HMRC introduced “Requirement to Correct” (“RTC”) legislation to encourage those with undeclared offshore tax liabilities (relating to Income Tax, Capital Gains Tax or Inheritance Tax) to disclose such liabilities before 30th September 2018. The deadline coincides with the date by which more than 100 countries will exchange data under the Common Reporting Standard (“CRS”). It is anticipated CRS data will provide HMRC with sufficient information to identify extensive offshore non-compliance.

From 1st October 2018 the “Failure to Correct” (“FTC”) regime will apply and taxpayers will be subject to tougher penalties of up to 200% of the tax liability which should have been disclosed before 30th September 2018 under the RTC (“the standard FTC penalty”).

There are ways to mitigate the standard FTC penalty. When assessing whether or not to reduce the standard FTC penalty below 200%, HMRC will consider the taxpayers level of co-operation, the quality of disclosure given (including notifying HMRC of anyone who helped enable the non-compliance) and whether they came forward voluntarily to notify HMRC of their non-compliance. A liability reduction could reduce the penalty from 200% to 100% of the tax involved. Crucially, failure to come forward voluntarily will limit any such penalty reduction to 150% of the tax involved.

HMRC has also introduced the “Offshore Asset Moves Penalty” of 50% of the standard FTC penalty applied to the tax liability in cases where it can be shown that assets were moved out of a jurisdiction in an attempt to avoid details being reported to HMRC under common reporting regimes or exchange of information agreements.

In addition to the standard penalties described above, HMRC may seek to apply an asset based penalty of up to 10% of the value of the assets connected to the non-compliance where:

  1. the tax involved exceeds £25,000 in any one tax year;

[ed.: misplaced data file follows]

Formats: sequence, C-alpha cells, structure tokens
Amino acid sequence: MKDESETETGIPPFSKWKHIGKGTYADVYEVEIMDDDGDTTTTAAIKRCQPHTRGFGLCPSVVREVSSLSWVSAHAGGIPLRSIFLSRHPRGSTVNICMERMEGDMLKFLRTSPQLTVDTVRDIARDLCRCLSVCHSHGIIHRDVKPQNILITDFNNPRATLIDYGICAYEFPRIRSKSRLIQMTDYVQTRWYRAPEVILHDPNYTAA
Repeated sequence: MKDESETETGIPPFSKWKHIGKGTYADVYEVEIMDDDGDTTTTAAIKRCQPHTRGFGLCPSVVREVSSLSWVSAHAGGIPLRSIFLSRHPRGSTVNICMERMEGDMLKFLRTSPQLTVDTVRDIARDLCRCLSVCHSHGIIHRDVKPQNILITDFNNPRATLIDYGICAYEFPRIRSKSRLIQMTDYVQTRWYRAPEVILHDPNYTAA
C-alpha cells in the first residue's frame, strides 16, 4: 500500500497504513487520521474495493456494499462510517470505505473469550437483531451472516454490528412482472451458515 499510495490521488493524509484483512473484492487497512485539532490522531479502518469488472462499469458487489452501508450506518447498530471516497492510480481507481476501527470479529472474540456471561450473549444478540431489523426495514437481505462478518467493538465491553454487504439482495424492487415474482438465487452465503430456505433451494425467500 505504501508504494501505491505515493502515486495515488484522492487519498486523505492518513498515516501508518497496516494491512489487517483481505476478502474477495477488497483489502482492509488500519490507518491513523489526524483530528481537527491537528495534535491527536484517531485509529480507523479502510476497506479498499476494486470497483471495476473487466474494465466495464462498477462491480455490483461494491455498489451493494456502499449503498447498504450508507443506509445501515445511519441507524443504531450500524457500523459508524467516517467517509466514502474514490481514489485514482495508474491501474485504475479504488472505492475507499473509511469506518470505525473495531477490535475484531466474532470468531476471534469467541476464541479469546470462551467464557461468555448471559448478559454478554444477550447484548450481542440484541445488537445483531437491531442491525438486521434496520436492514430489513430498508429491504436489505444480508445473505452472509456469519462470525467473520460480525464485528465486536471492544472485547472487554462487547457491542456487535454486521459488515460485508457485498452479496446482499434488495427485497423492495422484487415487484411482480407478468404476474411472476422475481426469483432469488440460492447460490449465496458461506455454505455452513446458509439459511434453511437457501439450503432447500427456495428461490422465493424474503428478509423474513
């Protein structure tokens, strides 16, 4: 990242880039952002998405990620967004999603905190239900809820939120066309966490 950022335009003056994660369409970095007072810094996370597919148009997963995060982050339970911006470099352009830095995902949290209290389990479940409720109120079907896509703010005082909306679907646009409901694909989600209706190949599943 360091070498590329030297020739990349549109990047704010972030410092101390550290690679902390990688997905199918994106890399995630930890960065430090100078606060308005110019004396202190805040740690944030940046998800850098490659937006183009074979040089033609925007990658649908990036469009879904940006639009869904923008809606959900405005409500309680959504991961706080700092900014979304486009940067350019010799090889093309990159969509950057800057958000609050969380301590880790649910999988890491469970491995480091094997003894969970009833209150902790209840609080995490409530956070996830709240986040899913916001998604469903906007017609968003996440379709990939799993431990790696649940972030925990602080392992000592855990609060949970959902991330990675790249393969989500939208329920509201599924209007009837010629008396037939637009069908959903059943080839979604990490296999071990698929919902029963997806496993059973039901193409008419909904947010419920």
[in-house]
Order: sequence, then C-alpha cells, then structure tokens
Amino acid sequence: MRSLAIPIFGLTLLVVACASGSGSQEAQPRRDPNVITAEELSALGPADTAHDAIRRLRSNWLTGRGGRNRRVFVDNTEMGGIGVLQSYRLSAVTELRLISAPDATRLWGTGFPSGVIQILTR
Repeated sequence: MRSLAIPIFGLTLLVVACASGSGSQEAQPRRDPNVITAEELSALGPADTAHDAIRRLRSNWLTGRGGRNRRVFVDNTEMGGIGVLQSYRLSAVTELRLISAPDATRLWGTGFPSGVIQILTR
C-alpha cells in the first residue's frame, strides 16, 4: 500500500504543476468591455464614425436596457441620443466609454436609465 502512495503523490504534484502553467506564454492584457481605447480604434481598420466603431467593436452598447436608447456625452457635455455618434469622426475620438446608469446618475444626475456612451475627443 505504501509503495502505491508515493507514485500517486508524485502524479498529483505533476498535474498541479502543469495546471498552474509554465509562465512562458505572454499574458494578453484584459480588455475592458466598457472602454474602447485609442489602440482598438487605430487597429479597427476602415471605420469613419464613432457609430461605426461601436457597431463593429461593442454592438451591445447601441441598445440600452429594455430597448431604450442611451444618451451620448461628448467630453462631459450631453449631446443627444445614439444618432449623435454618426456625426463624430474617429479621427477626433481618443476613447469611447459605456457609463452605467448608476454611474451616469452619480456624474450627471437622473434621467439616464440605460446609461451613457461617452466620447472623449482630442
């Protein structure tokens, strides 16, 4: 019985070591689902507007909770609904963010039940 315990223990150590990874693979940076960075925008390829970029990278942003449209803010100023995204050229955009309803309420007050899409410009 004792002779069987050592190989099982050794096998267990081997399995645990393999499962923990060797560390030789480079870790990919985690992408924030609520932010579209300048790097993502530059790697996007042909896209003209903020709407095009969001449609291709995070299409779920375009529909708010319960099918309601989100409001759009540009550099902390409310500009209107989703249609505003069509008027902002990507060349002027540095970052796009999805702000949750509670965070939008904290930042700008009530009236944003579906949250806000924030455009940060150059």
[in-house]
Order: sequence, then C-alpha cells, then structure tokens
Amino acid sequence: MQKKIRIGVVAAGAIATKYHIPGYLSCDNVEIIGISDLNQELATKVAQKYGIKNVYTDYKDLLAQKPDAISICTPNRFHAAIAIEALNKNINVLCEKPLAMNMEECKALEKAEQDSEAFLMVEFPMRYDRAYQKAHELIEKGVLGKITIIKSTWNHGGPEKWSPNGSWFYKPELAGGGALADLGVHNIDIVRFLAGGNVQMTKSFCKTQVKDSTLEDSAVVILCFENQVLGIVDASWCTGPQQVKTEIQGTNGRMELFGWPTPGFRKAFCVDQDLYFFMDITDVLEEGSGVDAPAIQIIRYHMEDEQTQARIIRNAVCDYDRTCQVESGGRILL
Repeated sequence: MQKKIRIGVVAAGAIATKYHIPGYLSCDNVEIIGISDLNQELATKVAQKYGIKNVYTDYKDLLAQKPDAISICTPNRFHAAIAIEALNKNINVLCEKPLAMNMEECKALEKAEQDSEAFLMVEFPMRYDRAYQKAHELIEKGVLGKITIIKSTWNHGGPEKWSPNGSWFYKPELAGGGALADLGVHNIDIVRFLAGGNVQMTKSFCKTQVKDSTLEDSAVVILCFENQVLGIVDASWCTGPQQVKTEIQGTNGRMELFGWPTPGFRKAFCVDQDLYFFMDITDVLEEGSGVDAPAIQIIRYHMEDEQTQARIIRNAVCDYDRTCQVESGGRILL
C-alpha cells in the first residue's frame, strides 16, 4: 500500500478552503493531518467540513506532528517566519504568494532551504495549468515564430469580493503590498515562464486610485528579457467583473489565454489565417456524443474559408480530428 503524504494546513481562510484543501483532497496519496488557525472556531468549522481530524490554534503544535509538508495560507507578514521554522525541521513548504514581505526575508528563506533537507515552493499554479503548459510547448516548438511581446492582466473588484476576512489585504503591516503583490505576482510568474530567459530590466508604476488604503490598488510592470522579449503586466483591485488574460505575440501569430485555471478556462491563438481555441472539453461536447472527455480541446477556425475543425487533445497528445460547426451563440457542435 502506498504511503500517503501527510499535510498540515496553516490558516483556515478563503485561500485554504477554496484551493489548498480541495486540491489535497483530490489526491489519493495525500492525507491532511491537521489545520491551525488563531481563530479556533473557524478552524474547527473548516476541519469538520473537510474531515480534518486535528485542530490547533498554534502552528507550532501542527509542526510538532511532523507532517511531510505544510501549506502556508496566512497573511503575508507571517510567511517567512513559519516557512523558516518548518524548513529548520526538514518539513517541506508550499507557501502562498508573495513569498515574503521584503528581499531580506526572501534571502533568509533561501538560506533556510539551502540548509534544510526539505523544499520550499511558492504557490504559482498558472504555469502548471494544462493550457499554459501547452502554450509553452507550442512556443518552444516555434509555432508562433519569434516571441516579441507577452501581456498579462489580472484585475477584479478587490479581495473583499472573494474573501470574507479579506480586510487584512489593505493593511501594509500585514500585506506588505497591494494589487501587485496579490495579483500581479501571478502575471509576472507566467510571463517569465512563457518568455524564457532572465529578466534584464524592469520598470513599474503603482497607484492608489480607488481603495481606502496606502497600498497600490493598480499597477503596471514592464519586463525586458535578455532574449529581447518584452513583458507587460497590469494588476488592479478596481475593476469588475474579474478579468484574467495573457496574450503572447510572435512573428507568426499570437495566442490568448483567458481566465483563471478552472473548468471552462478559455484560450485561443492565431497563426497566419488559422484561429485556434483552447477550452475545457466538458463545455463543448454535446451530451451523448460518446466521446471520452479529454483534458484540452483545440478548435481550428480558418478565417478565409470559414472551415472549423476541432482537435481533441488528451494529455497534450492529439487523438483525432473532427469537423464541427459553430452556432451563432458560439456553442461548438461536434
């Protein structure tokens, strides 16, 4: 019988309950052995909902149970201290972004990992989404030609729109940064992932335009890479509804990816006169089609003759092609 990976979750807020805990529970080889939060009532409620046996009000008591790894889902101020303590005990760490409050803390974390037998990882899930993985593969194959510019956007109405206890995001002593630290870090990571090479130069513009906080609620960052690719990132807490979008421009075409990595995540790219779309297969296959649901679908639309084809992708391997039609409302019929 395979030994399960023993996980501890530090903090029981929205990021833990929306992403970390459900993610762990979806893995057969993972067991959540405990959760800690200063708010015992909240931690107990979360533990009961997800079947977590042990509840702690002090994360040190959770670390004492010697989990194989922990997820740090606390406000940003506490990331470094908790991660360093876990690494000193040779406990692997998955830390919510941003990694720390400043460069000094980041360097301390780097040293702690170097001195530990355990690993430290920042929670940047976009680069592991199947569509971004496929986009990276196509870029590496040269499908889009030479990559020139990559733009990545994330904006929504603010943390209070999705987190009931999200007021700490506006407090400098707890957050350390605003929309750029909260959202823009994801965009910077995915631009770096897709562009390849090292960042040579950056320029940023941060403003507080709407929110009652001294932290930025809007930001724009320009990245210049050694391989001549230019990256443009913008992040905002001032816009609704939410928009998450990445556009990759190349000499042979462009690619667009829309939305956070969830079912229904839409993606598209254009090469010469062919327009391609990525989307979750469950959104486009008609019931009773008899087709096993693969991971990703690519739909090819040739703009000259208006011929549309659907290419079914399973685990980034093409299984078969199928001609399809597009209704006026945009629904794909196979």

2. the taxpayer knew about the offshore non-compliance; and
  3. the taxpayer did not correct the non-compliance.

To avoid the substantially increased penalties under the FTC regime, the taxpayer must supply HMRC with all the information required to calculate the tax due as a result of non-compliance before 30th September 2018.

In limited circumstances, the taxpayer may be able to supply information later than the deadline (and still fall under the RTC regime, rather than the FTC) if, by midnight on 30th September 2018, the tax payer notifies HMRC of an intention to make a disclosure under the Worldwide Disclosure Facility by registering via the Digital Disclosure Service. For the RTC to apply, the disclosure process must be completed in full within the 90-day time limit required by the WDF.

Given the looming deadline and the vast amount of information being exchanged under CRS, it is in the taxpayers’ interest to correct non-compliance before the 30th September 2018 deadline or to take the initiative to disclose their own non-compliance after the deadline but before HMRC opens an enquiry in to the non-compliance as a result of the additional information available to them under CRS.

If you have any questions on this briefing note or if you are in any doubt about your personal tax position and a potential offshore non-compliance please contact Robert Macro or Katie Underhill of Druces LLP

This note does not constitute legal advice but is intended as general guidance only. It is based on the law in force in September 2018.

Share this article:

How can we help?

To find out more about our services, please contact us on: